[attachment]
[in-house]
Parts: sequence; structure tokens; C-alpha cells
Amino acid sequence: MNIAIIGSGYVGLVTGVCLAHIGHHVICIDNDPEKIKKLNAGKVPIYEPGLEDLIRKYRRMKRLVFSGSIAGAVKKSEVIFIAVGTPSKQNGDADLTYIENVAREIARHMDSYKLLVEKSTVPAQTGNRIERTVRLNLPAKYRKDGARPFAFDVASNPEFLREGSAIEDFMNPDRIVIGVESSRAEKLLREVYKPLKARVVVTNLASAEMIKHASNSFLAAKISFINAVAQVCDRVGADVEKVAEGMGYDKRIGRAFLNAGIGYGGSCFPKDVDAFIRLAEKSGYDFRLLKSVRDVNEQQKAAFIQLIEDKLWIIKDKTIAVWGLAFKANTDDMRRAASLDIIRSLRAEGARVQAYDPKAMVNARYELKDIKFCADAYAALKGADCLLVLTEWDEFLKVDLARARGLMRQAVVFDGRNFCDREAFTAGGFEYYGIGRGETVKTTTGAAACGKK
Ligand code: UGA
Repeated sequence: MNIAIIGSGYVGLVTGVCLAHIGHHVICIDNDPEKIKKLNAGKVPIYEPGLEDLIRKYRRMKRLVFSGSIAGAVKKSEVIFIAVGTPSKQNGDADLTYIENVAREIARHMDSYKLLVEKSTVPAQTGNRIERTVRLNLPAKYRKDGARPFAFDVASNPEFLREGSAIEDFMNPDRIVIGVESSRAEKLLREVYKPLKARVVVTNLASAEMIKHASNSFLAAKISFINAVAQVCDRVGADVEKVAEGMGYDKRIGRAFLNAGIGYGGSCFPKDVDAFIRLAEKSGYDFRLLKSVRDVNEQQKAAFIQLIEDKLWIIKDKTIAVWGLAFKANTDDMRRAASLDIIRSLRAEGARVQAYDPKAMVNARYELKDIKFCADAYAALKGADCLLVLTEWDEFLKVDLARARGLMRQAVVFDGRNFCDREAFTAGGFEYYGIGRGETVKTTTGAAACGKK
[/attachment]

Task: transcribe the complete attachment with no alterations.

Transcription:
[in-house]
Parts: sequence; structure tokens; C-alpha cells
Amino acid sequence: MNIAIIGSGYVGLVTGVCLAHIGHHVICIDNDPEKIKKLNAGKVPIYEPGLEDLIRKYRRMKRLVFSGSIAGAVKKSEVIFIAVGTPSKQNGDADLTYIENVAREIARHMDSYKLLVEKSTVPAQTGNRIERTVRLNLPAKYRKDGARPFAFDVASNPEFLREGSAIEDFMNPDRIVIGVESSRAEKLLREVYKPLKARVVVTNLASAEMIKHASNSFLAAKISFINAVAQVCDRVGADVEKVAEGMGYDKRIGRAFLNAGIGYGGSCFPKDVDAFIRLAEKSGYDFRLLKSVRDVNEQQKAAFIQLIEDKLWIIKDKTIAVWGLAFKANTDDMRRAASLDIIRSLRAEGARVQAYDPKAMVNARYELKDIKFCADAYAALKGADCLLVLTEWDEFLKVDLARARGLMRQAVVFDGRNFCDREAFTAGGFEYYGIGRGETVKTTTGAAACGKK
Ligand code: UGA
Repeated sequence: MNIAIIGSGYVGLVTGVCLAHIGHHVICIDNDPEKIKKLNAGKVPIYEPGLEDLIRKYRRMKRLVFSGSIAGAVKKSEVIFIAVGTPSKQNGDADLTYIENVAREIARHMDSYKLLVEKSTVPAQTGNRIERTVRLNLPAKYRKDGARPFAFDVASNPEFLREGSAIEDFMNPDRIVIGVESSRAEKLLREVYKPLKARVVVTNLASAEMIKHASNSFLAAKISFINAVAQVCDRVGADVEKVAEGMGYDKRIGRAFLNAGIGYGGSCFPKDVDAFIRLAEKSGYDFRLLKSVRDVNEQQKAAFIQLIEDKLWIIKDKTIAVWGLAFKANTDDMRRAASLDIIRSLRAEGARVQAYDPKAMVNARYELKDIKFCADAYAALKGADCLLVLTEWDEFLKVDLARARGLMRQAVVFDGRNFCDREAFTAGGFEYYGIGRGETVKTTTGAAACGKK